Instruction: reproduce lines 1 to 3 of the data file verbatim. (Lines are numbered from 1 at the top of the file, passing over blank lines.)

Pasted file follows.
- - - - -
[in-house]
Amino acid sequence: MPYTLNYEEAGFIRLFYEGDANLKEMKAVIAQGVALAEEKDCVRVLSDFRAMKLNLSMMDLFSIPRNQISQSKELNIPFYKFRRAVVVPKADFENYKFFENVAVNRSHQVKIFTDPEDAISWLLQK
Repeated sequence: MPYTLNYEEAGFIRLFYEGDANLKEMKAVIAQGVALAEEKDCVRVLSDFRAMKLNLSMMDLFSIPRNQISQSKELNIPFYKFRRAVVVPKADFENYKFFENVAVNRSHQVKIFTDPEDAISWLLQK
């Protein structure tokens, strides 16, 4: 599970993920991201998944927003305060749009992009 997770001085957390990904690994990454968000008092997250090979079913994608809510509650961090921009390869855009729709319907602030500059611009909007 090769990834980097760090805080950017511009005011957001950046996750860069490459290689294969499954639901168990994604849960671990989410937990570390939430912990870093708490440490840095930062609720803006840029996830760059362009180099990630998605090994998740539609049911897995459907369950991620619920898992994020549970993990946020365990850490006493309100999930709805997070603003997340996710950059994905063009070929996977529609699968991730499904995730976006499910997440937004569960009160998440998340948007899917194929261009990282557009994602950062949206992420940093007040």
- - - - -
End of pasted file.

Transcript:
[in-house]
Amino acid sequence: MPYTLNYEEAGFIRLFYEGDANLKEMKAVIAQGVALAEEKDCVRVLSDFRAMKLNLSMMDLFSIPRNQISQSKELNIPFYKFRRAVVVPKADFENYKFFENVAVNRSHQVKIFTDPEDAISWLLQK
Repeated sequence: MPYTLNYEEAGFIRLFYEGDANLKEMKAVIAQGVALAEEKDCVRVLSDFRAMKLNLSMMDLFSIPRNQISQSKELNIPFYKFRRAVVVPKADFENYKFFENVAVNRSHQVKIFTDPEDAISWLLQK